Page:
topics of conversation

(Image via The Nerd Daily)

Love As A Choice

While the stories in Topics Of Conversation revolve around affairs, submissiveness, self-sabotage, etc., the most noticeable themes are the need to be simply cared for, and to be free of responsibility and expectations in love. The women, instead of losing themselves in a ‘love’ that threatens to take over their individual selves, decide to break free from what they feel is a ‘toxic’ love for them.  

The narrator of the novel meets a nice guy, decides that her life ‘was going to be suburban, it was going to be upper-middle-class’, but eventually divorces him, even though he loved her. She does this despite knowing that he’s ‘so kind and so supportive and emotionally generous and a good listener…everything a liberated woman is supposed to want’. A man like this is every feminist woman’s dream, but what happens when the woman cannot love him despite his admirable qualities? Her remorse finds its roots in feminism – how can a liberal woman do that?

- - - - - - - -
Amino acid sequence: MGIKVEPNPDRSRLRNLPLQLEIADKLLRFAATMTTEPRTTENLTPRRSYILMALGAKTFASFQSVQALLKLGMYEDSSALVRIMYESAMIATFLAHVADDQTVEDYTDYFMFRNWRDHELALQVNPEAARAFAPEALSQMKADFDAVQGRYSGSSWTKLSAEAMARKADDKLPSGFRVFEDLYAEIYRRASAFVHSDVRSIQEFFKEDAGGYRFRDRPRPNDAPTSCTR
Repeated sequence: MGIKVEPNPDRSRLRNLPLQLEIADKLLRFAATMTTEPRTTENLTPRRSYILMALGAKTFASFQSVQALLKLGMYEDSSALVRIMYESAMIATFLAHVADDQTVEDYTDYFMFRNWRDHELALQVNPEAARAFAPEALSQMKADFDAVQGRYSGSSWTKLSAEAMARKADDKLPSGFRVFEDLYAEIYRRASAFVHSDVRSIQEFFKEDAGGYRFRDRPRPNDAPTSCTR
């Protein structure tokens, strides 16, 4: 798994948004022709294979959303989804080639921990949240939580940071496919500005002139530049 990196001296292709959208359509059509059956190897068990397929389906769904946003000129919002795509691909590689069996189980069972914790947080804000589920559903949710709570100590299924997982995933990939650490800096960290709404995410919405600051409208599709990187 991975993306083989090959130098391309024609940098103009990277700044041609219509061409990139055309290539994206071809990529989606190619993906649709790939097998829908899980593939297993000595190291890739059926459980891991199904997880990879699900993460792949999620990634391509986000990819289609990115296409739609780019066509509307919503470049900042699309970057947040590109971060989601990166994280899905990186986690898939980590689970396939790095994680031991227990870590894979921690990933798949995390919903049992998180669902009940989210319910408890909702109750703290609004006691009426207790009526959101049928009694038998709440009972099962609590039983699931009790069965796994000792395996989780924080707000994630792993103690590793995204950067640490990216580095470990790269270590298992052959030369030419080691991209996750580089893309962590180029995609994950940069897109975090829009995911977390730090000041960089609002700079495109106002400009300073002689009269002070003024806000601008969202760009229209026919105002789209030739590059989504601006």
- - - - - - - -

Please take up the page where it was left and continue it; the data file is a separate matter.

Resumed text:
Her story puts forth an important question – why are women supposed to feel guilty when they don’t love the person they are supposed to ‘love’? While earlier it was society that dictated who a woman should love, today it is the feminist movement that talks about the need for women to love a kind and caring man. Unfortunately, love rarely works that way. The narrator does regret having to hurt her husband, but isn’t loving the person she desires part of what freedom is all about?